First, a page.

3D Printing saves you money
A RepRap 3D Printer next to a bundle of cash representing money saved.
A study on Science Direct a couple of weeks back had us worrying about the health and safety issues with home 3D printing, but this latest study on the site may prick the interest in the more frugal of home 3D printers.
According to a study by researchers at Michigan Technology University (MTU) 3D printing in the home could pay for itself within a year and could potentially save the average home up to $2,000 a year by avoiding the purchase of household items.
“The results show that even making the extremely conservative assumption that the household would only use the printer to make the selected twenty products a year the avoided purchase cost savings would range from about $300 to $2000/year.”
The corresponding author on the piece is Joshua Pearce, whose research group released the files of their RecycleBot on Thingiverse and are working on the reducing the carbon footprint of 3D printing by trying to create a solar powered printer.
This study focuses on the open source RepRap community of printers rather than the high-end MakerBots of the desktop 3D printing world. It takes the highest and lowest retail price of 20 items that can be printed on an open-source 3D printer and compares the RRPs to the costs of printing material and electricity. For example the lowest retail price you could pay for a garlic press is $5.22 and the highest is $10.25, to print on a working garlic press cost just $1.61 is a saving of $3.61 and $8.64 respectively.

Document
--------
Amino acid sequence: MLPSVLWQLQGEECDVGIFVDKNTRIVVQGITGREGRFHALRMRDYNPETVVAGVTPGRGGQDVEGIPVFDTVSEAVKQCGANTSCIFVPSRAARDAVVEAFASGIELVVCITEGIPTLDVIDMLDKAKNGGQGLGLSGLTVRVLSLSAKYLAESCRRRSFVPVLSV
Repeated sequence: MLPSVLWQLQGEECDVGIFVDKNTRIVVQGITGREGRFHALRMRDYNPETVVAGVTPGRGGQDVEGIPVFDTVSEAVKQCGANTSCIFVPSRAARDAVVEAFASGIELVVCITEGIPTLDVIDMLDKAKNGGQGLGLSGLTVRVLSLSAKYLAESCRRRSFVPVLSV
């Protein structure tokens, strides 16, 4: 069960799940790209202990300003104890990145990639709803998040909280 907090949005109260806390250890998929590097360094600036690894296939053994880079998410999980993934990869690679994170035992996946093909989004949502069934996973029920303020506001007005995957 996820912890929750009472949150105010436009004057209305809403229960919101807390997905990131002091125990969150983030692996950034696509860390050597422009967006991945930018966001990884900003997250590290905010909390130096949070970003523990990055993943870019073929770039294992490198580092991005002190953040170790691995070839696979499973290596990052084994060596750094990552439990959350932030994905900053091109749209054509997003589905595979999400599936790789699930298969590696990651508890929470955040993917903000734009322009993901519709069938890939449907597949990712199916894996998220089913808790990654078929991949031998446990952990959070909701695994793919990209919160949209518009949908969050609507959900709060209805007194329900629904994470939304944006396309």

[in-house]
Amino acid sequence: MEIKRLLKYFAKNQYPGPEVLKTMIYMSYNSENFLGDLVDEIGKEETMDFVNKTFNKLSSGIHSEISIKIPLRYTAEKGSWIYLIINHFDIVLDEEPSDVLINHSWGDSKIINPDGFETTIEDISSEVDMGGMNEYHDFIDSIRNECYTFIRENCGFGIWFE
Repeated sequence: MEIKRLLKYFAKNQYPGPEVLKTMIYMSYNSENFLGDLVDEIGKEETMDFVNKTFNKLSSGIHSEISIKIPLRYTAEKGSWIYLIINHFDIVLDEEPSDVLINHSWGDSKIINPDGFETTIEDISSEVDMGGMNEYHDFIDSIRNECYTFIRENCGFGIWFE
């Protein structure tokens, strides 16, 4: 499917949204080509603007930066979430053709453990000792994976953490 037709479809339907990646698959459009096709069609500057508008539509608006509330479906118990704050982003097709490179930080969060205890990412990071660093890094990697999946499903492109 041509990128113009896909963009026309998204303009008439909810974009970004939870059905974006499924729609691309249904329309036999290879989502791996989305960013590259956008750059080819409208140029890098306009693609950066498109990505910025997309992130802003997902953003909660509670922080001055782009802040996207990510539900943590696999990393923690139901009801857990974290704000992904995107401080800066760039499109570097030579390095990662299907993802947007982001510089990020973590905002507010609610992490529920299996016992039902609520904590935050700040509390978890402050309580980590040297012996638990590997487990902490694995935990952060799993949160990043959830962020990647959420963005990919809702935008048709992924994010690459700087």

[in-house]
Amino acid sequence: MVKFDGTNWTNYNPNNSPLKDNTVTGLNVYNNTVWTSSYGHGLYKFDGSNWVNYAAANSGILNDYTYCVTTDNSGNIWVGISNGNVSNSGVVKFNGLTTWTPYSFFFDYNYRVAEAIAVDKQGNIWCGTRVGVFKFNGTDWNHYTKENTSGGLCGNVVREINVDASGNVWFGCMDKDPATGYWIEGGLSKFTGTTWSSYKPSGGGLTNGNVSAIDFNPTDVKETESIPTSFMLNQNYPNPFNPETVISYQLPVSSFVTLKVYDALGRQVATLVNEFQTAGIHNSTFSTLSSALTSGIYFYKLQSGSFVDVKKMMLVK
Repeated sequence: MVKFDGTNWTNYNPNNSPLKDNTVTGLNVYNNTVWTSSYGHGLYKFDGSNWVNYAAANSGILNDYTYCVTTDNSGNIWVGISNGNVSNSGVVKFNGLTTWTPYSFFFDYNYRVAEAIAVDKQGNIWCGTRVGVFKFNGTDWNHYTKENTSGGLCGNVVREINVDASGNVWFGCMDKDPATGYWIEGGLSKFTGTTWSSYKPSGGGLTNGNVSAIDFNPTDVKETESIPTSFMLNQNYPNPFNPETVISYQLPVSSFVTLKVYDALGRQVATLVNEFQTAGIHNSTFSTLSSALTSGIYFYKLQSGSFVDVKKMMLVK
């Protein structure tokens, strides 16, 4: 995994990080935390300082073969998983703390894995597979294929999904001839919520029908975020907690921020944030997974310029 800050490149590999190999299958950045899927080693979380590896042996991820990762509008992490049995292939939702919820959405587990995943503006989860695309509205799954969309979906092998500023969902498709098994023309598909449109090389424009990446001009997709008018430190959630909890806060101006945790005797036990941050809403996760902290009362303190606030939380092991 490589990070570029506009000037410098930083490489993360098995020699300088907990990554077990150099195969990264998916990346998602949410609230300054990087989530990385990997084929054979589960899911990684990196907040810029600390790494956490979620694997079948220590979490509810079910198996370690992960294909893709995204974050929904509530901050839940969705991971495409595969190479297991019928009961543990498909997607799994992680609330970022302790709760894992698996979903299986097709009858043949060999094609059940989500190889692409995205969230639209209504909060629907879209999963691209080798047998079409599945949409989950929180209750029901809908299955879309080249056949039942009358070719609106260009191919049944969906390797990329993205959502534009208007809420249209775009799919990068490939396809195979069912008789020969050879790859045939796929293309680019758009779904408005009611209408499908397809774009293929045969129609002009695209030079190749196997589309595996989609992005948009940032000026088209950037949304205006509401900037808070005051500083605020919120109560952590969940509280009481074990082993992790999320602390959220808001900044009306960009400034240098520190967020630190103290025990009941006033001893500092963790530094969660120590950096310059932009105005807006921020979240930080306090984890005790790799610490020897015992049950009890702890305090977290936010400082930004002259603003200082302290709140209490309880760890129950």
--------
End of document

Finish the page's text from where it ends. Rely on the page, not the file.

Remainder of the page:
Although this may all seem like wishful thinking with the current crop of 3D printers (I’d hate to try print a working shower head) as they improve and as the costs falls, it seems like this will be the main reason people would want to have a printer in their homes. We just hope their homes are well ventilated…